Alberta Community Bat Program
In North America, the fungal disease White-nose Syndrome has devastated bat populations in the east, and has now been detected near Seattle (March 2016). We need to raise awareness about the importance of bats and bat habitat – bats need our help.
Alberta Environment and Parks is partnering with the new Alberta Community Bat Program to:
- Provide comprehensive information about Alberta bats
- Help people manage bats in buildings
- Collect data to monitor Alberta's bat population
For more information, visit:
- White-nose Syndrome has severely impacted bat populations in several parts of North America. Checking the spread of this disease in Alberta's bat populations requires ongoing monitoring and vigilance.
Living with Bats
Bats are generally shy and gentle creatures by nature, but they can often be misunderstood by people who encounter them. In fact, they are very useful – did you know that a lactating bat can eat its weight in insects in a night? Better knowledge of bats is an essential tool in promoting their conservation.
Did you know that bats can make great neighbours? Learn how you can build a bat house and let us know if bats are using your bat house:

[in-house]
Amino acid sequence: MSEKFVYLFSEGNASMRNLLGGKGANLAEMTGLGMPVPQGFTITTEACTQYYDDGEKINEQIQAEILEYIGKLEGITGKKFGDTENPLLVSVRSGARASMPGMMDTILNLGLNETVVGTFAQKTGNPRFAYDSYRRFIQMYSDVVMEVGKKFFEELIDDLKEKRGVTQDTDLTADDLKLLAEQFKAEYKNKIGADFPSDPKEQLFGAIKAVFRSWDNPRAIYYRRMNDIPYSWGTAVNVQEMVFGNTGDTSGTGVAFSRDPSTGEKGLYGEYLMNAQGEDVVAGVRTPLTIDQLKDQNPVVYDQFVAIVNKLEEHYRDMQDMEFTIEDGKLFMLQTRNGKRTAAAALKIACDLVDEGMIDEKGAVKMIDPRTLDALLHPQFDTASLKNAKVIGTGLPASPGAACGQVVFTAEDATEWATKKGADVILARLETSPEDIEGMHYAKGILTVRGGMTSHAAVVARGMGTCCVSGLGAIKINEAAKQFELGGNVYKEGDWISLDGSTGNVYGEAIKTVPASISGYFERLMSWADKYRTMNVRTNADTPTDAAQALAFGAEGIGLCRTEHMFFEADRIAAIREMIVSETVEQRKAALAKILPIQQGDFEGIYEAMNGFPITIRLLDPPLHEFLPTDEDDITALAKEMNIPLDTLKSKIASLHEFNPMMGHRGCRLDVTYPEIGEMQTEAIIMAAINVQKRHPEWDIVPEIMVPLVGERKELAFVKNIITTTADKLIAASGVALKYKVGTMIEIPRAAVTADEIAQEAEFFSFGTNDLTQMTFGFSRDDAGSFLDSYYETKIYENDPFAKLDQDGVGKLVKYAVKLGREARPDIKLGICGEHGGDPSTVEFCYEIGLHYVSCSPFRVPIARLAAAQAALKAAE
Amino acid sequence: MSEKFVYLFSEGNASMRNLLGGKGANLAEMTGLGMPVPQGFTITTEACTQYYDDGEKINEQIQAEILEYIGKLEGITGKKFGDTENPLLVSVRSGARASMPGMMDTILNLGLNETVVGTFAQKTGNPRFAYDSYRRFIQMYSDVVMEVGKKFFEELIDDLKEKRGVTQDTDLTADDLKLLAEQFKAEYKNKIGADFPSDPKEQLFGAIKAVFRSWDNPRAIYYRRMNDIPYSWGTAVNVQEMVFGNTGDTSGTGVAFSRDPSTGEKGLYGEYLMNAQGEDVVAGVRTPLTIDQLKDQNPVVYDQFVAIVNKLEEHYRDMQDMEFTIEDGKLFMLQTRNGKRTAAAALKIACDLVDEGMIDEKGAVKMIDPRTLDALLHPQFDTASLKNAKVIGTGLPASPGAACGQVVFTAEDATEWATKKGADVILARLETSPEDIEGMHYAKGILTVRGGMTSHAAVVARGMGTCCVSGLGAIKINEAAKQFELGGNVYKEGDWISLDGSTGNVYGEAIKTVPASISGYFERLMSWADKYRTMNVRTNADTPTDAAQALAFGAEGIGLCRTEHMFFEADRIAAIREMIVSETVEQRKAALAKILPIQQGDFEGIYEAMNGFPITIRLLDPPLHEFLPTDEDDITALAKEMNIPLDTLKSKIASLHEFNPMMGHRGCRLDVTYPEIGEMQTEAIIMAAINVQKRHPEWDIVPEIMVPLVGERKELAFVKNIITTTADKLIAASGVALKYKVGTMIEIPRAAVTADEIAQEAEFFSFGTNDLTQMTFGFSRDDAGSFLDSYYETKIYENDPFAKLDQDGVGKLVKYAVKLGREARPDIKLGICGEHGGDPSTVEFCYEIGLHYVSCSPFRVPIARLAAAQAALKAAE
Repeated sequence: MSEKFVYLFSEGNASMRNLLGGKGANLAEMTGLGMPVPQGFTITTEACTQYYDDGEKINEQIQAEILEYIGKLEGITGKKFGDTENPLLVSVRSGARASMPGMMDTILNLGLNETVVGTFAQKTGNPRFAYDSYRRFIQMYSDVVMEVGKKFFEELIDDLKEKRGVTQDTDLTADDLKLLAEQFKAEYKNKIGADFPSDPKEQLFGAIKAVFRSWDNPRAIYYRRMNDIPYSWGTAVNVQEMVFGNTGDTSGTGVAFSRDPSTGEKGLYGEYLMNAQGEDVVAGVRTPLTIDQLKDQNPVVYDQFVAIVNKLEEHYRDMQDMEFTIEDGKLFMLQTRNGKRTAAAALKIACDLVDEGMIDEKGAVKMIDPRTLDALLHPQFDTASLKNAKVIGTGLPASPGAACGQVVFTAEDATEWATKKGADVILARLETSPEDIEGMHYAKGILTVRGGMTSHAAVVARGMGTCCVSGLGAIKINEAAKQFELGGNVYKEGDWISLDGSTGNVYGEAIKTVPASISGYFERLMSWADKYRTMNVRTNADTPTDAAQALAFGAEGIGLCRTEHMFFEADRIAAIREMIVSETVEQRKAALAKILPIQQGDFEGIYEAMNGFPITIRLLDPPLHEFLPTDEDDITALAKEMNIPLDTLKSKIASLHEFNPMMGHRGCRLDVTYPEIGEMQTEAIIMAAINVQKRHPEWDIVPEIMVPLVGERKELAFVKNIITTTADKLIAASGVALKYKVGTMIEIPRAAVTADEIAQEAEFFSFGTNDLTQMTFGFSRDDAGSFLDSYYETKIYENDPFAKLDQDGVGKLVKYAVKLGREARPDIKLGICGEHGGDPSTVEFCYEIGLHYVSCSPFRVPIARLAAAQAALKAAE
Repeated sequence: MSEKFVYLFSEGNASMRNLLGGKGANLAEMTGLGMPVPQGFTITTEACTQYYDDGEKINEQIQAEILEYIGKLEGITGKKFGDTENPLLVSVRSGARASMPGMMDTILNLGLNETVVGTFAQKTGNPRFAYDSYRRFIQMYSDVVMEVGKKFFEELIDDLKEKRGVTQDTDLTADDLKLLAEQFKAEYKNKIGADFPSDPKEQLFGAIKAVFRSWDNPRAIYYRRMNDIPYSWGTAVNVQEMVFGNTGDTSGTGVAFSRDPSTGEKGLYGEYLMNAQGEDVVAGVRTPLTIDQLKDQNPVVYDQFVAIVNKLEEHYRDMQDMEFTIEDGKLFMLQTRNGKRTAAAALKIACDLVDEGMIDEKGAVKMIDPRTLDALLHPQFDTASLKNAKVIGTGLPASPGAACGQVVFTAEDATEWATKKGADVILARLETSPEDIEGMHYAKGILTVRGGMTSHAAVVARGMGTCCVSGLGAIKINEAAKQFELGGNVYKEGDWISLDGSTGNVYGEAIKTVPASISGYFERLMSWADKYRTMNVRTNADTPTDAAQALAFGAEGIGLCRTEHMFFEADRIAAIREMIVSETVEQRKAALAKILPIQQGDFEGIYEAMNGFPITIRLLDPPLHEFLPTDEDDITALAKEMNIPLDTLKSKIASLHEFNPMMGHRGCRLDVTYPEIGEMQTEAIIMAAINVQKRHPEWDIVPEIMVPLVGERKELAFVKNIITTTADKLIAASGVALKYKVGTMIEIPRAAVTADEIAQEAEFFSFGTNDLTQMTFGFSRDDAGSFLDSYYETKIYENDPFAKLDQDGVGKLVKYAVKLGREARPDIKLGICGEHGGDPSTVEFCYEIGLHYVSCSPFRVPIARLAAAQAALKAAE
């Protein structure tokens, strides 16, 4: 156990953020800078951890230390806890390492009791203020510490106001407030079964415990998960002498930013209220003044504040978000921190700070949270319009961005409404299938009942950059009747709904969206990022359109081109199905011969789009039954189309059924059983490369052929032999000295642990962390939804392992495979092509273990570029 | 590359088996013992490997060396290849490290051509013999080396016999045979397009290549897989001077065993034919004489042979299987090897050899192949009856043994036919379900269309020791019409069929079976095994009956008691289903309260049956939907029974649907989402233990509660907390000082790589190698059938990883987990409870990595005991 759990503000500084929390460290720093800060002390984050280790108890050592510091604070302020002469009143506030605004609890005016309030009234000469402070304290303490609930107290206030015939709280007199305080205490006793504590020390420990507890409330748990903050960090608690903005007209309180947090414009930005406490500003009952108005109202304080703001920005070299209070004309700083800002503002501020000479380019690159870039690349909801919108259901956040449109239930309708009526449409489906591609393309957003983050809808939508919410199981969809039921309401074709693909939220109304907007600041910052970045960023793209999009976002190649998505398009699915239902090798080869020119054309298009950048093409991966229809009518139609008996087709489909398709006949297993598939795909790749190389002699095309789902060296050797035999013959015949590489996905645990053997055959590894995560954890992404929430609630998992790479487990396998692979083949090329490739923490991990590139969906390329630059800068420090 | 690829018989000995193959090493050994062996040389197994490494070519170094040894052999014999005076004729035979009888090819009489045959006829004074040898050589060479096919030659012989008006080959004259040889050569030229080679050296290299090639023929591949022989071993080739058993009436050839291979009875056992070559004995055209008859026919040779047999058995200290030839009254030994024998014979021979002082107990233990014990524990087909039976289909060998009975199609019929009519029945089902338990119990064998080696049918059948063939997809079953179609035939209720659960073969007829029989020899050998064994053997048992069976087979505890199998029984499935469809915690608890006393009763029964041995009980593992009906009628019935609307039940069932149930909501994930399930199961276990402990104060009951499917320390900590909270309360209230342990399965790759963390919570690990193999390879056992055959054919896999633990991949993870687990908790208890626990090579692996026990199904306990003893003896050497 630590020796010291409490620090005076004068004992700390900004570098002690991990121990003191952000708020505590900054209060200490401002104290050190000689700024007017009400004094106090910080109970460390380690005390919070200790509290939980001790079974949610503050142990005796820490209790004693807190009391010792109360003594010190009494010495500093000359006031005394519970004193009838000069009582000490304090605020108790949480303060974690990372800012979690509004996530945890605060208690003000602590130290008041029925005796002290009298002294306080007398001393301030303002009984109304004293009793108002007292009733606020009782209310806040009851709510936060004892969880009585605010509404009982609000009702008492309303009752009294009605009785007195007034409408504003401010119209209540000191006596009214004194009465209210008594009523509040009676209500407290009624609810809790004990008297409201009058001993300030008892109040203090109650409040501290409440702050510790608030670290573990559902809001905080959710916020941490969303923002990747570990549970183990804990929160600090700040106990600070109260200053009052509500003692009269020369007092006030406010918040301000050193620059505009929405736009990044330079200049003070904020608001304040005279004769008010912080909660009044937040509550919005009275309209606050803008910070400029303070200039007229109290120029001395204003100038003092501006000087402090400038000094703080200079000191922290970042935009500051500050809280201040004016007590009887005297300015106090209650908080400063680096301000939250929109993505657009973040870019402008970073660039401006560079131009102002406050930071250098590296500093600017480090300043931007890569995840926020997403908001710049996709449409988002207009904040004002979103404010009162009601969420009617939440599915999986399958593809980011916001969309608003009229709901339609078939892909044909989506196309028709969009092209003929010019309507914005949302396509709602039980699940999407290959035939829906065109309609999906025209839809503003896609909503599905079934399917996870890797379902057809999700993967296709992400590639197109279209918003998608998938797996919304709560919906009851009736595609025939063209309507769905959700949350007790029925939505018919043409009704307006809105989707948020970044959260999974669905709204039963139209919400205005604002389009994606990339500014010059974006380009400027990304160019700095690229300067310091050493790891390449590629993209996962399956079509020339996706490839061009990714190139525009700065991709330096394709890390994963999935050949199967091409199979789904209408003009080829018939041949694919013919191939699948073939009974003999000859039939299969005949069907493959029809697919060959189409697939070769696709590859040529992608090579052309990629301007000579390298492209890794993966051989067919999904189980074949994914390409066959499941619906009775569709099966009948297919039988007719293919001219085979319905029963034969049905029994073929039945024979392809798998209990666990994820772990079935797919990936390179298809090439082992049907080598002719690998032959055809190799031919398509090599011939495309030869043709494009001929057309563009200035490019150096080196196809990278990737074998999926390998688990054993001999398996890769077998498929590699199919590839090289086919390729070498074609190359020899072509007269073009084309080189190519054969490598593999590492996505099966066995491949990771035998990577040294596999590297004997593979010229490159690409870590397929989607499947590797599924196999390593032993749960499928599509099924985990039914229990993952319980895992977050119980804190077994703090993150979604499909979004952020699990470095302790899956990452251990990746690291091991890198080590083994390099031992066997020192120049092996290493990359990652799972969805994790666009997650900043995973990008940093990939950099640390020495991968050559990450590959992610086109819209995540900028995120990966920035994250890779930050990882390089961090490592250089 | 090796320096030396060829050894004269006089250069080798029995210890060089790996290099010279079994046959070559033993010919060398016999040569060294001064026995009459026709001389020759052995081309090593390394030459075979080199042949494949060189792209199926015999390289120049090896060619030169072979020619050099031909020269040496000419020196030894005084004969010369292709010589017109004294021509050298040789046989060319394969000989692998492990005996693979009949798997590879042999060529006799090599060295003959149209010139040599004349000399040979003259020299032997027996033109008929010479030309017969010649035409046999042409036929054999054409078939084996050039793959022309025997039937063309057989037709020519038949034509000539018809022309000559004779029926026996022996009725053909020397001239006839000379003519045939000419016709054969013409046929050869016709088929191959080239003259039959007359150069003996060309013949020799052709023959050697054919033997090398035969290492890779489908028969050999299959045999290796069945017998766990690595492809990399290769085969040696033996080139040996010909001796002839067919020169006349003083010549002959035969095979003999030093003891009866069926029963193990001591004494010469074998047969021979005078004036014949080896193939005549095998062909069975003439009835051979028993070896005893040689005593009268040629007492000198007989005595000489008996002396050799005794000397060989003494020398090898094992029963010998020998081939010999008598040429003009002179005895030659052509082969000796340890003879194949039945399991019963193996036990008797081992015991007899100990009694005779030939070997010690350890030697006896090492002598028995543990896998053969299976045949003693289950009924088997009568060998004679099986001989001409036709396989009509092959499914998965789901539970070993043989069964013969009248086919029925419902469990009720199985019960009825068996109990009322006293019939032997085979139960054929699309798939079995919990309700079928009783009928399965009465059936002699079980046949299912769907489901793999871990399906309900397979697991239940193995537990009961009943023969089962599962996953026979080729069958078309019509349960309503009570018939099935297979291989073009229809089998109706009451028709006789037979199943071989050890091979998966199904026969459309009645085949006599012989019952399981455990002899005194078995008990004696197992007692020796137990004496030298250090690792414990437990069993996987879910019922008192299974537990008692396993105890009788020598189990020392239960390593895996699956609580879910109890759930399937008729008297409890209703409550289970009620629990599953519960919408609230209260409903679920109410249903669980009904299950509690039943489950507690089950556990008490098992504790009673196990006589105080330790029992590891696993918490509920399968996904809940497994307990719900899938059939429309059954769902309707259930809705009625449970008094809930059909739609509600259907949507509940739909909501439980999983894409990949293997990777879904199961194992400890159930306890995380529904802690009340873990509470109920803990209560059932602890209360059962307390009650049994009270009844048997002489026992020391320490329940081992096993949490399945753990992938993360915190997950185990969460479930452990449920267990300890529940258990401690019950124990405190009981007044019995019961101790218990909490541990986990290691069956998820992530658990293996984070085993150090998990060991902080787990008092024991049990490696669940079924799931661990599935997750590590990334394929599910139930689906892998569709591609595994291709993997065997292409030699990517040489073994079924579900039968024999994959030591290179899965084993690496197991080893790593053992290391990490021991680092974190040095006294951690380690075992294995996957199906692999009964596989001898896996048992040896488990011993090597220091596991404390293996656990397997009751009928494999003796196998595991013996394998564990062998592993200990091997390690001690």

Monitoring Alberta's Bat Populations
Alberta is participating in a North American bat monitoring program. This program was initiated because of the declines in bat populations in eastern North America due to White-nose Syndrome (WNS). WNS is slowly moving west, so it is important that we learn as much about our bats as possible. Most of the monitoring is being done with acoustic detectors that record the calls of bats when they are flying at night. Also, we are trying to locate and monitor two important kinds of bat roosts : 1. caves where bats hibernate; and 2. maternity roosts (where females have their young every year – often in buildings.
If you know of a hibernation site or maternity colony, please let us know:
For further information on the bat monitoring program, see the US Forest Service website at: